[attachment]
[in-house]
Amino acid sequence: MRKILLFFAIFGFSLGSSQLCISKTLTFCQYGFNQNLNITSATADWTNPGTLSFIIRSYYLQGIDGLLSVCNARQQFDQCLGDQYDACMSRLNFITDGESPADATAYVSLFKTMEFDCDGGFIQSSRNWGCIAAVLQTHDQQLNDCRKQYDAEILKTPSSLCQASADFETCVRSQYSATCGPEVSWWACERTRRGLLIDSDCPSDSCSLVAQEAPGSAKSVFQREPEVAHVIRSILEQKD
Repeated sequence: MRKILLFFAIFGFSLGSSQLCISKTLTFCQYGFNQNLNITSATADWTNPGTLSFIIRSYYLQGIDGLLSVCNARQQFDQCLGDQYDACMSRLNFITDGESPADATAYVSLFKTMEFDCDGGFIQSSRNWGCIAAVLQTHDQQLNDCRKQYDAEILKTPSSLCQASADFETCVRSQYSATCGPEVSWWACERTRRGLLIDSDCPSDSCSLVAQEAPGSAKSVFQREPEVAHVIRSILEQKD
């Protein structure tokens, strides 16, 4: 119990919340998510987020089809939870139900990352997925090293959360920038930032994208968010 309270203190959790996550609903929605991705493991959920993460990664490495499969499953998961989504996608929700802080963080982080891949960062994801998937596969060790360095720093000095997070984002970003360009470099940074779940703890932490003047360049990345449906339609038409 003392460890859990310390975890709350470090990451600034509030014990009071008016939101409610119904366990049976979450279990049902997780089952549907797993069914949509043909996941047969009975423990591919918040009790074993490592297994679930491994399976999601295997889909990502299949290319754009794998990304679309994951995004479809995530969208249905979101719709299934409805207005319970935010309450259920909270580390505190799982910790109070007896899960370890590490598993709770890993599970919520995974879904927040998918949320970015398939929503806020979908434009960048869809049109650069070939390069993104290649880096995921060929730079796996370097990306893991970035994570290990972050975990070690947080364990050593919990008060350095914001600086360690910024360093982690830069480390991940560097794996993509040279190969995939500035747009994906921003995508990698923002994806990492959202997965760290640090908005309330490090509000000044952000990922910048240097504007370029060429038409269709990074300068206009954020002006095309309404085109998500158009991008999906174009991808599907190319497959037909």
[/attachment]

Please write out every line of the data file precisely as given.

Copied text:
[in-house]
Amino acid sequence: MRKILLFFAIFGFSLGSSQLCISKTLTFCQYGFNQNLNITSATADWTNPGTLSFIIRSYYLQGIDGLLSVCNARQQFDQCLGDQYDACMSRLNFITDGESPADATAYVSLFKTMEFDCDGGFIQSSRNWGCIAAVLQTHDQQLNDCRKQYDAEILKTPSSLCQASADFETCVRSQYSATCGPEVSWWACERTRRGLLIDSDCPSDSCSLVAQEAPGSAKSVFQREPEVAHVIRSILEQKD
Repeated sequence: MRKILLFFAIFGFSLGSSQLCISKTLTFCQYGFNQNLNITSATADWTNPGTLSFIIRSYYLQGIDGLLSVCNARQQFDQCLGDQYDACMSRLNFITDGESPADATAYVSLFKTMEFDCDGGFIQSSRNWGCIAAVLQTHDQQLNDCRKQYDAEILKTPSSLCQASADFETCVRSQYSATCGPEVSWWACERTRRGLLIDSDCPSDSCSLVAQEAPGSAKSVFQREPEVAHVIRSILEQKD
């Protein structure tokens, strides 16, 4: 119990919340998510987020089809939870139900990352997925090293959360920038930032994208968010 309270203190959790996550609903929605991705493991959920993460990664490495499969499953998961989504996608929700802080963080982080891949960062994801998937596969060790360095720093000095997070984002970003360009470099940074779940703890932490003047360049990345449906339609038409 003392460890859990310390975890709350470090990451600034509030014990009071008016939101409610119904366990049976979450279990049902997780089952549907797993069914949509043909996941047969009975423990591919918040009790074993490592297994679930491994399976999601295997889909990502299949290319754009794998990304679309994951995004479809995530969208249905979101719709299934409805207005319970935010309450259920909270580390505190799982910790109070007896899960370890590490598993709770890993599970919520995974879904927040998918949320970015398939929503806020979908434009960048869809049109650069070939390069993104290649880096995921060929730079796996370097990306893991970035994570290990972050975990070690947080364990050593919990008060350095914001600086360690910024360093982690830069480390991940560097794996993509040279190969995939500035747009994906921003995508990698923002994806990492959202997965760290640090908005309330490090509000000044952000990922910048240097504007370029060429038409269709990074300068206009954020002006095309309404085109998500158009991008999906174009991808599907190319497959037909």